Ethanol is so five years ago. 2011 is the year of electric cars and shale gas. Or is it? Considering the following:
- Since 2004, U.S. ethanol consumption has grown four-fold, while gasoline consumption has been flat.
- Driven to cut the national deficit, politicians are increasingly advocating for the reduction or elimination of government supports for ethanol. Two such House bills were introduced earlier this month.
- The Obama Administration supports both the ethanol mandate and increased fuel economy. Since ethanol delivers fewer miles per gallon than gasoline, this will lead to an inevitable clash between the Administration’s energy and economic priorities.
- “High energy prices contribute to high food prices by making food production more expensive and encourages more people to use grains like corn to make ethanol, which also drives up corn prices” (Slate).
So even though ethanol isn’t the sexiest energy story of 2011, it’s incredibly relevant to the politics of energy, food and global trade. Read past the break for the full story and join the Green Light Distrikt Facebook group for updates on new events, blog posts and more.
September 10th, 2011NEW YORK -
Friday morning, the New York Stock Exchange took a moment of silence to remember the nearly 3,000 Americans who lost their lives in the 9/11 terrorist attacks. The constant vigilance of the Bush and Obama administrations against al-Qaeda over the past decade has thwarted no fewer than a dozen major terrorist plots, killed the top two al-Qaeda leaders, and in general weakened terrorist cells around the world. “After a decade of intelligence-gathering, counter-attacks and defensive measures, America does seem a good deal less vulnerable than it was on September 10th ten years ago (“September 11th 2001: Ten Years On,” The Economist).
Just prior to this moment of silence, a Bloomberg TV anchor stated: “The terrorist attacks on 9/11 saddened our country and strengthened our resolve to maintain the American way of life.” Read past the break for the full story and join the Green Light Distrikt Facebook group for updates on new events, blog posts and more.
June 27th, 2011London -
There are around 3,750,000 households in England alone that are classed as ‘fuel poor’ – spending 10% or more of their total income on energy. It is estimated that 50% of the most severe cases of fuel poverty are located in rural area with 1 in 4 rural households struggling to keep their homes warm. Volatile oil and gas prices, and a commitment to reduce CO2 emissions by 2050 is leading to rising energy costs; which are forecast to increase by 60% by 2016. The Feed-in Tariff (FiT) and imminent Renewable Heat Incentive (RHI) policies are anticipated to transform the domestic energy market by enabling a greater number of households the possibility to generate their own heat and power. These also present an opportunity for those in fuel poverty to improve the standards of their homes whilst reducing vulnerability to wider market forces.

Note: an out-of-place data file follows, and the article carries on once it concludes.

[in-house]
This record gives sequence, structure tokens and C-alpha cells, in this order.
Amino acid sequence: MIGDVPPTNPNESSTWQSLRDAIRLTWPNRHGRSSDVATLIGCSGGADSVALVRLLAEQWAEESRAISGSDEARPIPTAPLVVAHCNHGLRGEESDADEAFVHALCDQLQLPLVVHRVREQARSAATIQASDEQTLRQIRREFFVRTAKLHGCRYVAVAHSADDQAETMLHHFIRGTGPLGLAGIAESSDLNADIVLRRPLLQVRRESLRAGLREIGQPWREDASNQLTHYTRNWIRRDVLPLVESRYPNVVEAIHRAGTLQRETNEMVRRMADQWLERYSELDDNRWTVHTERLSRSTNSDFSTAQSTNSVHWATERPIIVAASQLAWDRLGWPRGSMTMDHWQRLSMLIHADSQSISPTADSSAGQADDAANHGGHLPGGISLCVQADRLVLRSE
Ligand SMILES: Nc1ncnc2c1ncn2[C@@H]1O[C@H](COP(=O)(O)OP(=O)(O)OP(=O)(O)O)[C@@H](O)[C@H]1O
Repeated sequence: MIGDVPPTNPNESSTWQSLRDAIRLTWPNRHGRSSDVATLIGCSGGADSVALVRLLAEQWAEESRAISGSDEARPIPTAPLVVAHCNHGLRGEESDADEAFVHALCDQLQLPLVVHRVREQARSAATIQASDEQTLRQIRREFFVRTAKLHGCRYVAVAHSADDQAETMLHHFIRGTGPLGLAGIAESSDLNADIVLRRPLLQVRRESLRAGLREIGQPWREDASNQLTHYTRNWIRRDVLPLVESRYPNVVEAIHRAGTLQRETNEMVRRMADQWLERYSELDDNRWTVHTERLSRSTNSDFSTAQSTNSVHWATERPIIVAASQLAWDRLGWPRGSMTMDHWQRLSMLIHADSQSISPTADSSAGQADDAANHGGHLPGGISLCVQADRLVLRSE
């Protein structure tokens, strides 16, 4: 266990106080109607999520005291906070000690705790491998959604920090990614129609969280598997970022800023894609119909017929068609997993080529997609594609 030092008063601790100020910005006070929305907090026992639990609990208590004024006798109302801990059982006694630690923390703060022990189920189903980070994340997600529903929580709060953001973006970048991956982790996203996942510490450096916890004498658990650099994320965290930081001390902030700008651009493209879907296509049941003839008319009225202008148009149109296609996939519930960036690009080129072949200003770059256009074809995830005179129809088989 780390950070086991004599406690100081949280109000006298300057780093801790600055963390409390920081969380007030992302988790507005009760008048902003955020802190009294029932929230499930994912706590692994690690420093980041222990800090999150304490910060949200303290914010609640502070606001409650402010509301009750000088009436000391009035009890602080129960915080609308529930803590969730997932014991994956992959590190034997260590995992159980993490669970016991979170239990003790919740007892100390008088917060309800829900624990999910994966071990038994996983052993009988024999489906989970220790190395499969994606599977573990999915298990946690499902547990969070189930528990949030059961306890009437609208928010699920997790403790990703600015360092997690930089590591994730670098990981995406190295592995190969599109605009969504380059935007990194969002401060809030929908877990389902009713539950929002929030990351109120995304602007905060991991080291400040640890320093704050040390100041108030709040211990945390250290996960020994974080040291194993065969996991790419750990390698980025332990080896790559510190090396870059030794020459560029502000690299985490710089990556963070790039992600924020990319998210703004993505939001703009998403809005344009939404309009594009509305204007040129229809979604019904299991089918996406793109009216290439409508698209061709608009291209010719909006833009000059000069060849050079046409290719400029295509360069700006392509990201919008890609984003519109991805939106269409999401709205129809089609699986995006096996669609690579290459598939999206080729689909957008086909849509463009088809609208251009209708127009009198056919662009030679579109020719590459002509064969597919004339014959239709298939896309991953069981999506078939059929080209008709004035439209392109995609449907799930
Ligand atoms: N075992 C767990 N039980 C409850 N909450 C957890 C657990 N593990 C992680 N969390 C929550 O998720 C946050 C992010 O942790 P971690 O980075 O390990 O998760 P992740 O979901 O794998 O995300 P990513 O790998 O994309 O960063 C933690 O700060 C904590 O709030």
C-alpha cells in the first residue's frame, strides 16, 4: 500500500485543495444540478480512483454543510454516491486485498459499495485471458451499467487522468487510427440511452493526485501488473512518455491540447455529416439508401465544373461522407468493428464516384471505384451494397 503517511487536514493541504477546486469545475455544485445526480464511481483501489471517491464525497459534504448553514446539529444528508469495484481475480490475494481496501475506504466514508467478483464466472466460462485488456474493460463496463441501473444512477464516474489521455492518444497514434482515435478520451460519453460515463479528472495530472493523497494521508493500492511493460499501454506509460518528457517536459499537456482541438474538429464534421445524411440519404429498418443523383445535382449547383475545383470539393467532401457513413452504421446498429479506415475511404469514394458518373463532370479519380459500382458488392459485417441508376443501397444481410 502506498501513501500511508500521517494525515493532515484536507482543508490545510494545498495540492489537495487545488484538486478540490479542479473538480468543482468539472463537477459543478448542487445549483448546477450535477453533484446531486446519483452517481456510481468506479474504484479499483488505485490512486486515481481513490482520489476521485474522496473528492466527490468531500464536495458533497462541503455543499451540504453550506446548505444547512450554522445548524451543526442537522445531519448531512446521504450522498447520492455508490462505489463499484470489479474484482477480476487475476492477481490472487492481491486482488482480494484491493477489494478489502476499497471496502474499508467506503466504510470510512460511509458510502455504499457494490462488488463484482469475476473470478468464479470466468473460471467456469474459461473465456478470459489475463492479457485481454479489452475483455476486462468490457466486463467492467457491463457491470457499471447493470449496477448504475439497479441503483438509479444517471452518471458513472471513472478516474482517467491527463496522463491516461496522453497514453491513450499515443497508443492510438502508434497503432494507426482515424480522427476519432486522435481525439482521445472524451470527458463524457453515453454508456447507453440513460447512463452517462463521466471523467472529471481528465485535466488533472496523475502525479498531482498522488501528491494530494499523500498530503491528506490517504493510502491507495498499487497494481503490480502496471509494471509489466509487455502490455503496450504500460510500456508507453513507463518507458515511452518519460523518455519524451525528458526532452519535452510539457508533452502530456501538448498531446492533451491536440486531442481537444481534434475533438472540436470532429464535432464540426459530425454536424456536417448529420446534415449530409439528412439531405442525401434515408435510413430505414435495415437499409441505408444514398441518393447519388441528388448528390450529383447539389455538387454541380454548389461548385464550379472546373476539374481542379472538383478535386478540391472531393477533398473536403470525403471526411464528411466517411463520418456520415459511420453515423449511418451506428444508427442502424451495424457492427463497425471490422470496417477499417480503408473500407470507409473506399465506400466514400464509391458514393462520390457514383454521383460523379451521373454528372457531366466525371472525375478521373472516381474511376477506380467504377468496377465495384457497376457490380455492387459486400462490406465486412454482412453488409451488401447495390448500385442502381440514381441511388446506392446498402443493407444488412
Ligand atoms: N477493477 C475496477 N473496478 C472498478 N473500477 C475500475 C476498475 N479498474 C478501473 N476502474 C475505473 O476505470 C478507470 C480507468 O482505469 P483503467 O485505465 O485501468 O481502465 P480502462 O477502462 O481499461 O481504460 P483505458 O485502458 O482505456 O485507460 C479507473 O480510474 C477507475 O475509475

The FiT is limited in its ability to tackle fuel poverty, with its key attribute enabling reduced energy prices. On the other hand the RHI tackles household income, building stock upgrades and managing energy prices, and is therefore the more effective of the two policies in improving fuel poverty. Primarily, this is due to it (RHI) addressing heat and rather than electricity. More pressing an issue in low income households is an ability to remain warm, rather than being able to ‘keep the lights on’. In many fuel poor households this is an essential consideration, especially where the more vulnerable, children, elderly and sick are concerned.
The move to incentivise micro-generation via the FiT and RHI is a step in the right direction for tackling not only climate change and energy security, but the ability for individual households to move out of fuel poverty. However, as with many schemes, it is cost that places the most vulnerable at a disadvantage. In the long term the UK’s existing system requires many infrastructures (and other) changes but in the short term, greater assistance is required for those in fuel poverty. With wider circles of advice, government must develop a cohesive and cross-party strategy that sets a path for reducing the number households in fuel poverty.
As part of this strategy there may be an opportunity to create more pronounced links between the FiT, RHI and the Green Deal (GD), which aims to improve fuel efficiency in households and small businesses. Coordination between these policies to develop a clear and decisive strategy could be the key to making real inroads into fuel poverty over coming years. Issues to address are high upfront costs, long payback times, the ‘hassle factor’, and general lack of awareness.
The FiT was intended to provide certainty to the micogen electricity market, however commercial certainty is in danger of being undermined by political uncertainty with the recently announced early review. The RHI will add value to the microgen market by enabling more points to be addressed, over and above energy pricing. Changes to the GD to wrap up energy efficiency through making it more accessible are also a vital factor in dealing with fuel poverty. However, a coordinated strategy between these policies is surely to involve the Green Investment Bank as a way to show support for, and lead to greater uptake of microgen technologies (both heat and electricity) and energy efficiency solutions. Fuel poverty is a multifaceted issue which requires a combined and coordinated solution.
See the National Right to Fuel Campaign for more information.